The reality is that most college athletes learn how to actively promote themselves along the way. Most college athletes do not attend Div. 1 universities, and instead attend Div. 2, 3, NAIA, or Junior Colleges. Successful college athletes often start the process early and take responsibility for their own athletic recruiting. They gather as much information as they can and put in the work to promote themselves. They set both athletic and academic goals and reach out to those colleges and coaches that are the best fit.
How do Prospective Student Athletes get recruited for their sport?
Your recruiting journey will likely be your own, even as compared to someone on your own team. Prospective student athletes get recruited in a multitude of ways, but there are two primary avenues that high school athletes can utilize to take charge of their recruiting process and present themselves in the best possible light:
Make contact with college coaches
This includes email, phone calls, filling out online questionnaires and other written communication. Many college coaches don’t even begin recruiting you until you fill out their questionnaire, send an email, or make a phone call, and we happen to have a College Coach Outreach Guide filled with useful tips on how to carry yourself in these exchanges! Make sure you’re thinking about the level you would like to participate at athletically, and be realistic, for good or for bad. Remember that at the end of the day, it’s up to college coaches to decide what level you are at.
There are many options that student athletes and parents may not even be considering, which includes NCAA Div. 1, Div. 2, Div. 3, NAIA and Junior College. Once you’ve accurately determined what level you’re at, you can start exploring your options, which aren’t quite as limited as you may think.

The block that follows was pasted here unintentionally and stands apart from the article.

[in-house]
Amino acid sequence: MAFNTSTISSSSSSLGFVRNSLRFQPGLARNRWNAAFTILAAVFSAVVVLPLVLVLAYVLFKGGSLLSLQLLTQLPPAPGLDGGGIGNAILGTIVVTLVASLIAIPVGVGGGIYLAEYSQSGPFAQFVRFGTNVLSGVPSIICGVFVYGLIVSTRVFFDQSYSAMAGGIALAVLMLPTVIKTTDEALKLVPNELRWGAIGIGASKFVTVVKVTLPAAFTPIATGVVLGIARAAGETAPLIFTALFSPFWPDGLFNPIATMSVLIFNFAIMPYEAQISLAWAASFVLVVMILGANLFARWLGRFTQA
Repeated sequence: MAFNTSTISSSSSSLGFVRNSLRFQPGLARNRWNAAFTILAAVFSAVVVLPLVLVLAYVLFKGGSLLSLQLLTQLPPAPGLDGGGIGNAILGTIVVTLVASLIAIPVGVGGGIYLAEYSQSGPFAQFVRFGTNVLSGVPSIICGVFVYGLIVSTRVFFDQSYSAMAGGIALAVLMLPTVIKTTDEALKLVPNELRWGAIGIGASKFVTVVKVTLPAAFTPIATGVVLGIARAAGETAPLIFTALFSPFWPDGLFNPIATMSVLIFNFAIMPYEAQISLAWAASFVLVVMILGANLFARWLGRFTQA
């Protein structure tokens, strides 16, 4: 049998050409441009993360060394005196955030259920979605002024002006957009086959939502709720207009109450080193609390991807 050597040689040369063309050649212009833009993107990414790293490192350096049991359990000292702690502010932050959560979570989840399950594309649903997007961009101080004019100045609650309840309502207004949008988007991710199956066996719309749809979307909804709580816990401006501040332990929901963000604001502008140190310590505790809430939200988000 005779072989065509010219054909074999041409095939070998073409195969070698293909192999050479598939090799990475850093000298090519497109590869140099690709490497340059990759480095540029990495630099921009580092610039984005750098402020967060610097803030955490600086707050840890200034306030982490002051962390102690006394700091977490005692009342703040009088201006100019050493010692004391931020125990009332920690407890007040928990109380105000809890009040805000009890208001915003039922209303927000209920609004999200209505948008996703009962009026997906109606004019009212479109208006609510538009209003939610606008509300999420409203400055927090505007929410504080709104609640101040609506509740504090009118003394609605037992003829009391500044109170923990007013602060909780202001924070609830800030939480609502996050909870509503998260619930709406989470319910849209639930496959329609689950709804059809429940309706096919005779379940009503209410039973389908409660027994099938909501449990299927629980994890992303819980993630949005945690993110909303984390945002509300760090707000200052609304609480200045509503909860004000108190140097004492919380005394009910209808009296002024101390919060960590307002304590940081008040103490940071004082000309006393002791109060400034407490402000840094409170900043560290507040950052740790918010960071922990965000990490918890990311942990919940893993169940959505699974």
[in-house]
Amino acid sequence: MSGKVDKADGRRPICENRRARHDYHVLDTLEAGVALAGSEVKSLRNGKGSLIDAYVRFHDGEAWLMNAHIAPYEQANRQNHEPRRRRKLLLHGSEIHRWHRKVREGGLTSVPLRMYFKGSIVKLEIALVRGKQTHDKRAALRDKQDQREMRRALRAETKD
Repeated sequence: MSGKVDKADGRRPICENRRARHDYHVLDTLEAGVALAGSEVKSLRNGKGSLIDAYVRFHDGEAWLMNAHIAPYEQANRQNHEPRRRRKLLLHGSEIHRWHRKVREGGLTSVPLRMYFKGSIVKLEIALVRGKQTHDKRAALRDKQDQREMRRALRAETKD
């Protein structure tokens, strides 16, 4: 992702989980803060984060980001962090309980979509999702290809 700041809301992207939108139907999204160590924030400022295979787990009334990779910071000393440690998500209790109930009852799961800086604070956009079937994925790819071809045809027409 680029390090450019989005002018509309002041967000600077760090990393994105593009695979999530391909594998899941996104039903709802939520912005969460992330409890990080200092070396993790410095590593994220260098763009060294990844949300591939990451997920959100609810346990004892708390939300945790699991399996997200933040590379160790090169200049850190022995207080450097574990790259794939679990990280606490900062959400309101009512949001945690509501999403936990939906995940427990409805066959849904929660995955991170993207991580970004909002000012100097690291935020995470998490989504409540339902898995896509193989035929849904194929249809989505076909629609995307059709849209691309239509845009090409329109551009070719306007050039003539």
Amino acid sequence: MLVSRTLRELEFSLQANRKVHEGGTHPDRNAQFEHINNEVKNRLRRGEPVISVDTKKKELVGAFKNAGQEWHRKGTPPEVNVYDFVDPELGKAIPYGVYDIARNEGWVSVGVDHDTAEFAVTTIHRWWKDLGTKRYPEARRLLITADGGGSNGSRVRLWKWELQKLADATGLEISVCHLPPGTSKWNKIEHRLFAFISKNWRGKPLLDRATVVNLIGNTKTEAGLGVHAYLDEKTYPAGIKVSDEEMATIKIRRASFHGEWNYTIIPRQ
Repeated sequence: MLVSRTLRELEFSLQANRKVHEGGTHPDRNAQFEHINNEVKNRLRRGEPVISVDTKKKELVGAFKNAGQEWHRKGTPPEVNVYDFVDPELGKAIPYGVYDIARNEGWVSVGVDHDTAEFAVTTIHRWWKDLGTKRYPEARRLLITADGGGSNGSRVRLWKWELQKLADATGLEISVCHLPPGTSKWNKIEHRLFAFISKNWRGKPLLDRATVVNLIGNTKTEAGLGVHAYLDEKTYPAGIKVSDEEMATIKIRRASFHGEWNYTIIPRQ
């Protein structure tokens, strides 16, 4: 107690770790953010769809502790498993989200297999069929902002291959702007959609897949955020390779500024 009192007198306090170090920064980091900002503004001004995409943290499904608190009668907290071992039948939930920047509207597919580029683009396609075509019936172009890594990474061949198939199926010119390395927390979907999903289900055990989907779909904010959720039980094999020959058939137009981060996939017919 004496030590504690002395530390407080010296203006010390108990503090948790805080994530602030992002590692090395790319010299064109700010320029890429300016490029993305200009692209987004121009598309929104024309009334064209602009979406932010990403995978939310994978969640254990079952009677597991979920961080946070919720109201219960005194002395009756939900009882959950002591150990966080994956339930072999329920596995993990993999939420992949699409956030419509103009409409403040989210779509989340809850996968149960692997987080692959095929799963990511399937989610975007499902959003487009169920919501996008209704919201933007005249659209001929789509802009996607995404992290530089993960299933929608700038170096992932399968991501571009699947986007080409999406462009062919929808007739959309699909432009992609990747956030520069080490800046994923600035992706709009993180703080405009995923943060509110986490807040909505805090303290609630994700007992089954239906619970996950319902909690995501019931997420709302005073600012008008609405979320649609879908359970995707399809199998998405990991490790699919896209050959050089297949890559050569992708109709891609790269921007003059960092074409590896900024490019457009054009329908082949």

You’re probably very familiar with the NCAA, but you might not know that the NAIA is made up of smaller colleges and universities that function much like Div. 2, often with fewer restrictions, and these schools offer athletic scholarships. Similarly, Junior Colleges (NJCAA) are 2 year institutions that have lower tuition rates and can provide students an opportunity to improve their grades and then transfer to a NCAA or NAIA school. Explore all of your options and don’t count anything out. Current media drama aside, Aaron Rodgers started at Butte Community College after only being offered a walk-on spot by Illinois, then transferred to Cal, and now he’s doing pretty well for himself.
Make campus visits
Visit colleges when you are traveling, contact those college coaches and let them know you will be on campus. College coaches want to hear from you and they want to know you are interested in their program. Take responsibility for your athletic recruiting process early and go explore college campuses!